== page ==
1. The appellants, the plaintiffs below, brought their suit for breach of an alleged contract to ' issue policies of insurance covering war risks on goods ' shipped or to be shipped by them ' at the rate prevailing at the time of the plaintiff firm's declaration of the steamer, by which goods, as aforesaid, were to be shipped ' (Plaint para. 3). As developed in further paragraphs, this was founded on (a) a written quotation by the defendants of their lowest rate on jute per Constantions XII at 1/2 per cent, and war risk at 5 per cent., less 10 per cent.; (b) an acceptance of this rate by the plaintiffs; and (o) an arrangement that the plaintiffs should supply the defendant company with a statement of the approximate amount to be covered, Ultimately there was a declaration for an aggregate amount of 10,870, for which sum the defendants refused to issue a policy, whereon the plaintiffs insured elsewhere at higher premiums and claimed the excess as their damages in the action. There was no loss of the goods at all.
2. Pearson J., who tried the case, found the contract and breach proved and gave the plaintiffs decree, but the High Court, holding the contract to be insufficiently established, set that decree aside.
3. On being informed that the alleged contract arose on an acceptance by word of mouth of a letter quoting a rate of premium and on a declaration by word of mouth, not of the name of the steamer by which the goods were to be shipped, but of the expected value of the plaintiffs's goods to be loaded on board of her, and that the breach alleged was the defendants' refusal to issue a policy, their lordships, struck by the divergence in this case from ordinary underwriting practice as known in this country and by the singularity of an enforceable contract by word of mouth to issue a policy of marine insurance, inquired whether there was no legislation in India corresponding to the Stamp Act, 1891 54 & 55 Vic. c. 39 Section 93 (1). Their attention was then drawn by counsel to the Indian Stamp Act, No. II of 1899, e. 7 of which provides that (with exceptions not now material) ' no contract for sea insurance shall be valid unless the same is expressed in a sea policy,' a provision which re-enacted the original enactment of 1894.
4. This section had not been pleaded by the defendants in the suit, for their genera] plea, No. 10.-'Lastly, the defendant company submits that the suit of the plaintiff firm is not maintainable '-cannot be read as raising a specific statutory answer. Their lordships were informed that the point was not discussed in either Court below. Certainly it passed unnoticed in the judgments, although Richardson J. says 'the law has laid it down that agreements of certain kinds shall not be valid at all, unless commemorated in writing with or without formalities. . . In India apparently it is not fatal to the plaintiffs' case that there was no contract in writing,' Possibly the fact that the High Court's decision was already plainly adverse to the claim may be the explanation of the circumstance, that counsel did not there and then dispel a misapprehension in the learned judge's mind of such capital importance, but the result, at any rate, has been that the effect of this section was not considered until the case came before their lordships' Board.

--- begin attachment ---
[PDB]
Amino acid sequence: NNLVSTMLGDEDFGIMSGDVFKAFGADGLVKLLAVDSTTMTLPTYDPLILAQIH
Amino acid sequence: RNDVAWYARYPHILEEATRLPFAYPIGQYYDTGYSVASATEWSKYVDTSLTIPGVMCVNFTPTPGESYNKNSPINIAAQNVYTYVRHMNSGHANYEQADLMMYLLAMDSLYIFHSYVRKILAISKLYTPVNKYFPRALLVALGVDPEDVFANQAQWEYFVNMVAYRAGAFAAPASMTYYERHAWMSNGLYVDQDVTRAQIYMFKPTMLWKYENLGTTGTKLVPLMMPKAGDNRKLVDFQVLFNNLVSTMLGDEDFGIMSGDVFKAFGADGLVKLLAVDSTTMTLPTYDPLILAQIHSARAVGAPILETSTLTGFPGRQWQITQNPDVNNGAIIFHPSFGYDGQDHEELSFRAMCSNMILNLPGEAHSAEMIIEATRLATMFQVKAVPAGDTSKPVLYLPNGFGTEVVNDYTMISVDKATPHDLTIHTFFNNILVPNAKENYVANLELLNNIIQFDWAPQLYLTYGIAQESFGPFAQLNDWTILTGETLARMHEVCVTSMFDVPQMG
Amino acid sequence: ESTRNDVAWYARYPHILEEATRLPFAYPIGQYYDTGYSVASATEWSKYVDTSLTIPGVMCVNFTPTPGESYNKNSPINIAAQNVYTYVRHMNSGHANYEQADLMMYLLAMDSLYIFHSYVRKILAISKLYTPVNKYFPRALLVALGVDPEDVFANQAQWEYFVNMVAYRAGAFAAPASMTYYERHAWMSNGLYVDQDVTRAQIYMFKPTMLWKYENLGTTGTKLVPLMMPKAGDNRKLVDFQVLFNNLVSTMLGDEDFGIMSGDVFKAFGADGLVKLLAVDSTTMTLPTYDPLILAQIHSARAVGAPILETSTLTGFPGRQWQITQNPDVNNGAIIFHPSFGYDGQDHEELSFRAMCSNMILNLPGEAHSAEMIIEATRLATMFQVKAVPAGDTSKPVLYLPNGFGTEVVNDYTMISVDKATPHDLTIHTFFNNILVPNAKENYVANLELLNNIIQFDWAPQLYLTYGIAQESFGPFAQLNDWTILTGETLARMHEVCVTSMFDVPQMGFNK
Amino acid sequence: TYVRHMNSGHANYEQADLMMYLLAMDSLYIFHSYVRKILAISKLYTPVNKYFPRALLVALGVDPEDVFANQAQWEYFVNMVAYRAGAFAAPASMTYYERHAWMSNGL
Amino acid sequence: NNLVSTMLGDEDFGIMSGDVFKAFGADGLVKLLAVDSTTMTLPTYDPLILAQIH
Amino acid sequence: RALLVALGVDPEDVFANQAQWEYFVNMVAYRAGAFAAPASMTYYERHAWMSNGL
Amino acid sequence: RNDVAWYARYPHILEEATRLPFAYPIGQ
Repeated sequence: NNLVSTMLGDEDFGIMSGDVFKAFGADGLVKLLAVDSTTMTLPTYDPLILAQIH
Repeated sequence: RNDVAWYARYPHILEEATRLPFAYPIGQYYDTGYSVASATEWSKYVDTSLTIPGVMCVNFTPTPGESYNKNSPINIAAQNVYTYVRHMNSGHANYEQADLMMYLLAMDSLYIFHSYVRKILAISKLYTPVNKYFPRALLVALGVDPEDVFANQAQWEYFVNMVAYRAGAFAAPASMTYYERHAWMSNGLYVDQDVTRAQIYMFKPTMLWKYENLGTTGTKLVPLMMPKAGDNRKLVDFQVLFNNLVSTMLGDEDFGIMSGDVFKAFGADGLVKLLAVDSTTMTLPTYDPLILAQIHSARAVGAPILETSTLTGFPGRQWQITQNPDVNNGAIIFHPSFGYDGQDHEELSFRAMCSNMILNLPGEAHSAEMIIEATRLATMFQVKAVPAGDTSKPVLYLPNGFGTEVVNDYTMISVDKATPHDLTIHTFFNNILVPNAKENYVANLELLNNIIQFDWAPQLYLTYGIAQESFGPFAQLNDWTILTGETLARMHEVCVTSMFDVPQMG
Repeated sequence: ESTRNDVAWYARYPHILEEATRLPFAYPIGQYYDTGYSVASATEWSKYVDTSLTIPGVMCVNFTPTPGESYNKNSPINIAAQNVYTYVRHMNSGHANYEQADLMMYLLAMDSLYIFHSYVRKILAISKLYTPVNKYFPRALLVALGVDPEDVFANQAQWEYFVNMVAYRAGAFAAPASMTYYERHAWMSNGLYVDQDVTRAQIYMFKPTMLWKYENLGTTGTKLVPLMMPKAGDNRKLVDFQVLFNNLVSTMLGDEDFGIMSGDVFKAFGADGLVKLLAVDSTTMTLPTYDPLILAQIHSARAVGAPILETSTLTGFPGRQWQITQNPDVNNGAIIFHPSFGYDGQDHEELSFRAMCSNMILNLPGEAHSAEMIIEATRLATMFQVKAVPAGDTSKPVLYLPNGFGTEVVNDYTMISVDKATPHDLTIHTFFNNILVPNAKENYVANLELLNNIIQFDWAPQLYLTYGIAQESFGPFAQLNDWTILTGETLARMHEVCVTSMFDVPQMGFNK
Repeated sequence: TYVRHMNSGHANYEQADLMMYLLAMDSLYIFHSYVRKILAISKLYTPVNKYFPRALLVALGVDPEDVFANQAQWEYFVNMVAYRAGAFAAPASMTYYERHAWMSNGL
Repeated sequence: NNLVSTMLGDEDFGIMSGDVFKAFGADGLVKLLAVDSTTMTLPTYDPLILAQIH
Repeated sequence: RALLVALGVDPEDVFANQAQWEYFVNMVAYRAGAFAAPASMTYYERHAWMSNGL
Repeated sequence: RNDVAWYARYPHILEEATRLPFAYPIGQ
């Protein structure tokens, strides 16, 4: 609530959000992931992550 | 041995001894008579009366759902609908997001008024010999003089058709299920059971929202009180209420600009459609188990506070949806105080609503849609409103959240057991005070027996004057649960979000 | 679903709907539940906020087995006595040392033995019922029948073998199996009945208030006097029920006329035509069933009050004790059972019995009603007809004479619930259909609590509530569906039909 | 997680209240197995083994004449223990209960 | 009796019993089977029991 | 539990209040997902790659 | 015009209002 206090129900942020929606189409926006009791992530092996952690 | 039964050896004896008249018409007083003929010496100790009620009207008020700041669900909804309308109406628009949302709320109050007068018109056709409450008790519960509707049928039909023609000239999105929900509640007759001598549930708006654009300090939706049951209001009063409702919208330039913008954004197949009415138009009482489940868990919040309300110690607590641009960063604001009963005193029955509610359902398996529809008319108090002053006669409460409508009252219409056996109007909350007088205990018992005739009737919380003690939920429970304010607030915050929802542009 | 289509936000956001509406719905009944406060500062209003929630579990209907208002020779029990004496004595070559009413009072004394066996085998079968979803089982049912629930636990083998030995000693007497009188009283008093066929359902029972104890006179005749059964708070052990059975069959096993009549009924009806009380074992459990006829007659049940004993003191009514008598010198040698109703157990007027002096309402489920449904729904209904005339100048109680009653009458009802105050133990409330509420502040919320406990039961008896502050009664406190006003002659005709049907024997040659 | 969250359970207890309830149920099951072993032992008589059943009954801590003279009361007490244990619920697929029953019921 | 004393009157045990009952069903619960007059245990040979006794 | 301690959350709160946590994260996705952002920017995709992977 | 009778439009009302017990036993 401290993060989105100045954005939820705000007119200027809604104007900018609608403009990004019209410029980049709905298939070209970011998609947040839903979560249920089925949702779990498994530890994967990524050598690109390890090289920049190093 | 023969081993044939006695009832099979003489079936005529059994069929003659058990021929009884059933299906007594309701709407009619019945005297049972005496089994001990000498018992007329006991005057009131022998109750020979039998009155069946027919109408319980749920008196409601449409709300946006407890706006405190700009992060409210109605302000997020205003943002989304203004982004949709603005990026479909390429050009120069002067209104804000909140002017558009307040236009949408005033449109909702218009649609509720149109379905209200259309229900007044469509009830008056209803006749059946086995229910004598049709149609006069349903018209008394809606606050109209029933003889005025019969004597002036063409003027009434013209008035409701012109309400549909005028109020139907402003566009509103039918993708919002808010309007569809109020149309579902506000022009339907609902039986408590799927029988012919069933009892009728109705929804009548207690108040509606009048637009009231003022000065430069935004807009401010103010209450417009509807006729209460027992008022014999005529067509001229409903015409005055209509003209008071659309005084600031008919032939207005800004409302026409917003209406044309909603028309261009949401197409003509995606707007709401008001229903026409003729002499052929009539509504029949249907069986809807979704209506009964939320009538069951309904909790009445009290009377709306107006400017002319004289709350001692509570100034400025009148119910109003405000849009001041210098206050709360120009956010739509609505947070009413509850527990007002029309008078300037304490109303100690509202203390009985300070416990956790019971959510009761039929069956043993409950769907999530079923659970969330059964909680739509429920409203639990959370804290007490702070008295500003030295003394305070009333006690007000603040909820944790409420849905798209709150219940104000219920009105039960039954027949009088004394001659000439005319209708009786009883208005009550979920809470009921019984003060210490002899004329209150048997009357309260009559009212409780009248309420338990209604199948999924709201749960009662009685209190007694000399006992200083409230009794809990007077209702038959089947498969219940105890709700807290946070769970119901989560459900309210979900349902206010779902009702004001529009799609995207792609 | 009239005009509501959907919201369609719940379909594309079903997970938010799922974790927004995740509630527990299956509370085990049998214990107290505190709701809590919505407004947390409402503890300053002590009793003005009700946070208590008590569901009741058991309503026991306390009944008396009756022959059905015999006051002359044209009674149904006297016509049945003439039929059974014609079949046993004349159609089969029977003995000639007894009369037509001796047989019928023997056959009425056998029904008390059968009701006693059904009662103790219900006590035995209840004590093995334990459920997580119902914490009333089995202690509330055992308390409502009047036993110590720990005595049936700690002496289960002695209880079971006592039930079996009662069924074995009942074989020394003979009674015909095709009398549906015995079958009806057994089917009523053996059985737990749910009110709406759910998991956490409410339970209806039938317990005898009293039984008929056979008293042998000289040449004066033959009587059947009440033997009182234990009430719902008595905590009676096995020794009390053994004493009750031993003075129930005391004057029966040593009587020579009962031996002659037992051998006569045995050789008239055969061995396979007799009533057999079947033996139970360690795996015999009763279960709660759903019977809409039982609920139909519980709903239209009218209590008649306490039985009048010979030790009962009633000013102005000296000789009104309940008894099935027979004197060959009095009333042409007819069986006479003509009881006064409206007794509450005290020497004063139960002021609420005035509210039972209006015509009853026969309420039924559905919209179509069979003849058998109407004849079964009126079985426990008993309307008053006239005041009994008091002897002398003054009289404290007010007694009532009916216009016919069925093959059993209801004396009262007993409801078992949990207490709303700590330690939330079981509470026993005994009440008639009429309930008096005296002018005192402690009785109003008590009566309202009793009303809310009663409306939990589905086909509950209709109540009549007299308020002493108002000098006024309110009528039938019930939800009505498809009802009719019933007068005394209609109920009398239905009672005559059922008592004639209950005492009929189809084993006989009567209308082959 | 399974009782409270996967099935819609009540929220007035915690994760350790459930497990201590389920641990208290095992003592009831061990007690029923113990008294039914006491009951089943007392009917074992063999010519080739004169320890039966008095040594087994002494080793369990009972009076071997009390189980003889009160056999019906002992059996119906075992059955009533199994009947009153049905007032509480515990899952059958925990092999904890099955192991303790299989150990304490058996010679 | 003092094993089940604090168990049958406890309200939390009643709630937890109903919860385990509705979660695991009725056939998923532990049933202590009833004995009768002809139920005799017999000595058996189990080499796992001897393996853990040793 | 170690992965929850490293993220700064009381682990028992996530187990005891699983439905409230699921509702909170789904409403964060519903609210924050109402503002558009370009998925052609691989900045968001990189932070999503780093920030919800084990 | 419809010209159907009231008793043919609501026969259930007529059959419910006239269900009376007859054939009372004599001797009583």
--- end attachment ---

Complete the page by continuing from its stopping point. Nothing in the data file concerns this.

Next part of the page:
5. The suggestion may be at once dismissed that it is too late now to raise the section as an answer to the claim. No Court can enforce as valid, that which competent enactments Have |j declared shall not be valid, nor is obedience to such an enactment a thing from which a Court can be dispensed by the ' consent of the parties, or by a failure to plead or to argue the point at the outset (Nixon v. The Albion Marine Insurance Co. (1867) L.R. 2 Ex. 338 . The enactment is prohibitory. It is not , confined to affording a party a protection, of which he may avail himself or not as he pleases. It is not framed solely for the protection of the revenue and to be enforced solely at the instance of the revenue officials, nor is the prohibition limited to cases, for which a penalty is exigible. The expression of an agreement for sea insurance, otherwise than in a policy, is a thing forbidden in the public interest, and the statutory insistence on a policy is no mere collateral requirement or prescription of the proper way of making such an agreement. To allow the suit to proceed in defiance of Section 7 would defeat the provisions of the law laid down therein. In England this is well-settled law (Fisher v. Liverpool Marine Insurance Co. (1873) L.R. 8 Q.B. 469 on appeal (1874) L.R. 9 Q.B. 418; Ionides v. Pacific Insurance Co. (1871) L.R. 6 Q.B. 674 (Blackburn J); Xenos v. Wickham (1866) L.R. 2 H.L. 296 (Willes J.), and there is no ground for construing the Indian Act, expressed in almost identical terms, in any different way. The observations of the High Court in the Reference under Stamp Act of I.L.R.1899 Cal. 665, distinguishing a contract for sea insurance and a policy of sea insurance, seem to have been directed to another point, and the case of Bhugwandass v. Netherlands India Sea and Fire Insurance Company of Batavia (1888) 14 App. Cas. 83 was before the Stamp Act. In their lordships' view the contract alleged by the plaintiffs was a contract for sea insurance and nothing else, and, not being expressed in a policy was unenforceable.
6. The appellants asked that, in the event of the respondents succeeding upon this ground, they should not be allowed any costs, since the suit had proceeded throughout on the questions of fact in the case. For such a course there is authority (Home Marine Insurance Company v. Smith [1898) 1 Q.B. 829 . The respondents, however, had defended the claim on the merits and not on the failure to satisfy the statute, for obvious business reasons. They were a titled to have their lordships' judgment on the whole of the case and to ask to have the appeal dismissed with costs if they could support the judgment of the High Court, upon the grounds on which it was given. Their lordships, therefore, proceed to examine the facts without restating them at length.